We rejoiced in our Hits and lamented Misses. One year I spotted brussels sprouts plantings at the local nursery and purchased six. The plants, neither pretty nor luscious, are statuesque. Throughout the summer I lost five but daily monitored the one stalk standing. Its edible buds, mini-cabbages, grew from nubs to walnut-sized nuggets. One evening I decided it was “time,” and excitedly announced to my husband that ‘5 brussels sprouts would be on the menu for tomorrow’s dinner.’
Brussels Sprouts Plant, Cedar Circle Farms
The next morning I walked outside to reap the harvest. The stalk was still standing minus the edible nubs. I cannot over-emphasize my total shock and dismay, taking a double- and triple-take. Apparently a wily deer had been stalking my stalk. He quietly crept into our yard and nibbled the motherlode to extinction!
ON ELECTION DAY WHEN I WAS WORKING IN THE KITCHEN AT DONNA’S, A HERD OF MULE DEER STOPPED BY.
It was spaghetti night at Little Annie’s restaurant. That’s where I licked my wounds, along with a super-sized margarita. I never again planted brussels sprouts.
A LAST SUPPER with FRIENDS BEFORE I CLOSED DOWN MY KITCHEN FOR THE WINTER. THEIR HAIR ORNAMENTS ARE MY NAPKIN RINGS!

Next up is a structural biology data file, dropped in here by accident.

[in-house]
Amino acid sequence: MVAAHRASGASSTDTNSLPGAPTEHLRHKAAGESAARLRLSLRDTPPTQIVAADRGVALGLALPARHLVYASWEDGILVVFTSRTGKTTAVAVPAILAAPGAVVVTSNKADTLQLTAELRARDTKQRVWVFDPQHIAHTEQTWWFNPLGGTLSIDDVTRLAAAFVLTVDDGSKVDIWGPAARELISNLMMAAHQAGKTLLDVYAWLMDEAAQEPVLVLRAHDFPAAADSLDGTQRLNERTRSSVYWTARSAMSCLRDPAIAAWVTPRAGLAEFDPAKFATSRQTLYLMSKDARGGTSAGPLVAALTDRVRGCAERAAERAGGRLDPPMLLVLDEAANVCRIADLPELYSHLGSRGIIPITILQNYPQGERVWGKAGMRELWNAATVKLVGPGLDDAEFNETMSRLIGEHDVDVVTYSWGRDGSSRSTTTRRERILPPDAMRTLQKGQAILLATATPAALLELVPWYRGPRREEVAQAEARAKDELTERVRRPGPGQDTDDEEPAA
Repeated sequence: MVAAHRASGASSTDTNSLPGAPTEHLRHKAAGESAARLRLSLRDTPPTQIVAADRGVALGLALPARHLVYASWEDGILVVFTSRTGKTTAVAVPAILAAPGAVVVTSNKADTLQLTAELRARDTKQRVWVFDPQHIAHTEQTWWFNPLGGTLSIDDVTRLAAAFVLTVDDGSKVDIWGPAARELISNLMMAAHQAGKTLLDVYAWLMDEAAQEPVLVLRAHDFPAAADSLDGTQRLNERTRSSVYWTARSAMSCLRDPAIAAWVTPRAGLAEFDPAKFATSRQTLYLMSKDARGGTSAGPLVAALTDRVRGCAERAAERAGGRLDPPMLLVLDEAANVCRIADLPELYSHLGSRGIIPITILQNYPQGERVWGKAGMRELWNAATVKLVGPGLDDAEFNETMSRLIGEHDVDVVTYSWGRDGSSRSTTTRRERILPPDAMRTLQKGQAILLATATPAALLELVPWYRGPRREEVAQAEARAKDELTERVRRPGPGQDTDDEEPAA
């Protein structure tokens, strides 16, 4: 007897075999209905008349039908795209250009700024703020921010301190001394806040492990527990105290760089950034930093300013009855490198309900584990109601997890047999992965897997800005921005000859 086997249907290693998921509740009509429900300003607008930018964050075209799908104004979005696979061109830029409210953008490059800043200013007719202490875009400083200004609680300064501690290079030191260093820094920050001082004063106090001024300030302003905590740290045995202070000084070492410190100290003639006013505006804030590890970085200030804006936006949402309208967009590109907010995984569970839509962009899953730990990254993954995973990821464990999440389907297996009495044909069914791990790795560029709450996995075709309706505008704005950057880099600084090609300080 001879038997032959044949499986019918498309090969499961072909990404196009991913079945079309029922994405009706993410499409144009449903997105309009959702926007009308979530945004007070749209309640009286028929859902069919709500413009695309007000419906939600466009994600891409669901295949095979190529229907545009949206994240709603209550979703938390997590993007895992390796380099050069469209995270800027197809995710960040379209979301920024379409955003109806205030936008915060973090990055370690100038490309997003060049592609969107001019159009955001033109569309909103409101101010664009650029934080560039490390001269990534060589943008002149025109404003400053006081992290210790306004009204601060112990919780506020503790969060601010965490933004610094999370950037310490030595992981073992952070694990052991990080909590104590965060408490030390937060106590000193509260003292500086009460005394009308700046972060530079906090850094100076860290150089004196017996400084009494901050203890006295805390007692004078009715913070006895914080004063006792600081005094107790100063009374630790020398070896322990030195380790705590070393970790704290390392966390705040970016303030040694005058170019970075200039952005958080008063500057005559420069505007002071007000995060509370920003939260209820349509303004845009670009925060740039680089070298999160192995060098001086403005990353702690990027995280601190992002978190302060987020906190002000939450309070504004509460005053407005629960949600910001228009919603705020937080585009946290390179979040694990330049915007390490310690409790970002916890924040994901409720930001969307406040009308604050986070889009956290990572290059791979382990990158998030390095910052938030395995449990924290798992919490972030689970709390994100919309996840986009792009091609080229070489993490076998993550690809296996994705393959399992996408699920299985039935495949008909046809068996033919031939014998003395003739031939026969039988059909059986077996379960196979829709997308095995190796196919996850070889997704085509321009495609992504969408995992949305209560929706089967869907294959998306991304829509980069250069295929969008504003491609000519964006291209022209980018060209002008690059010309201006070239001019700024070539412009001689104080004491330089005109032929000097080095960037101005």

Next week I’m very, very excited about traveling to Grand Rapids. You heard right, Grand Rapids. Michigan.
PRESIDENTIAL LIBRARY WRAP-UP
EVERY TIME I VISIT A PRESIDENTIAL LIBRARY I GET MY PASSPORT BOOKLET STAMPED.
In 1962, the summer I graduated from high school, Herbert Hoover’s Presidential Library opened in nearby West Branch, Iowa. Enjoying an ongoing love affair with history I visited the library before heading to college at Florida State. During that visit I vowed to visit every single Presidential Library administered by the National Archives (there were four).
PRESIDENT FRANKLIN D. ROOSEVELT, HYDE PARK, NEW YORK.
Next Friday, 56 years later, I will realize that goal by visiting President Ford’s (there are now 13). Five years ago I decided ‘if not now, when.’It has been a fantastic journey of learning, made even richer by the friends who encouraged, supported and traveled with me.
Leaving Aspen for the Winter. Next stop: Grand Rapids.
COULD THIS BE A DESCENDANT OF MY BRUSSELS SPROUTS NOSHING- MULE DEER?